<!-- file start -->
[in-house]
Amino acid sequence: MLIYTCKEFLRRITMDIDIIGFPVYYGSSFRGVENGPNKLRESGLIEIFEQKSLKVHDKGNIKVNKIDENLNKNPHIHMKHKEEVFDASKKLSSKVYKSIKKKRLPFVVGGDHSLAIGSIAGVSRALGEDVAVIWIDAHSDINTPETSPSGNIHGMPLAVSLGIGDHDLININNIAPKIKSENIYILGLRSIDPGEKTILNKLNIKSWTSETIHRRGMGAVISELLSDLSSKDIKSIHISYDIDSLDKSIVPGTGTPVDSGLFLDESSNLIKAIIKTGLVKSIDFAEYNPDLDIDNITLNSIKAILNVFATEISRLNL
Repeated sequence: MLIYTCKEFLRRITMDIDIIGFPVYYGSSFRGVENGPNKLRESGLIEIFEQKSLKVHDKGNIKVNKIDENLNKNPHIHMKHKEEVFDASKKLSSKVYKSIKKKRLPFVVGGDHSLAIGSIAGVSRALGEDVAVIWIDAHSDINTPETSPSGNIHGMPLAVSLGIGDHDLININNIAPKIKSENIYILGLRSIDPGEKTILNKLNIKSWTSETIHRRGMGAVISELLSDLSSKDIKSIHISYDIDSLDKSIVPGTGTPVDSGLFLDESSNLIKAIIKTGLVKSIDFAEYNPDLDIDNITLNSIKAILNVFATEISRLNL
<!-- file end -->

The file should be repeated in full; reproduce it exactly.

[in-house]
Amino acid sequence: MLIYTCKEFLRRITMDIDIIGFPVYYGSSFRGVENGPNKLRESGLIEIFEQKSLKVHDKGNIKVNKIDENLNKNPHIHMKHKEEVFDASKKLSSKVYKSIKKKRLPFVVGGDHSLAIGSIAGVSRALGEDVAVIWIDAHSDINTPETSPSGNIHGMPLAVSLGIGDHDLININNIAPKIKSENIYILGLRSIDPGEKTILNKLNIKSWTSETIHRRGMGAVISELLSDLSSKDIKSIHISYDIDSLDKSIVPGTGTPVDSGLFLDESSNLIKAIIKTGLVKSIDFAEYNPDLDIDNITLNSIKAILNVFATEISRLNL
Repeated sequence: MLIYTCKEFLRRITMDIDIIGFPVYYGSSFRGVENGPNKLRESGLIEIFEQKSLKVHDKGNIKVNKIDENLNKNPHIHMKHKEEVFDASKKLSSKVYKSIKKKRLPFVVGGDHSLAIGSIAGVSRALGEDVAVIWIDAHSDINTPETSPSGNIHGMPLAVSLGIGDHDLININNIAPKIKSENIYILGLRSIDPGEKTILNKLNIKSWTSETIHRRGMGAVISELLSDLSSKDIKSIHISYDIDSLDKSIVPGTGTPVDSGLFLDESSNLIKAIIKTGLVKSIDFAEYNPDLDIDNITLNSIKAILNVFATEISRLNL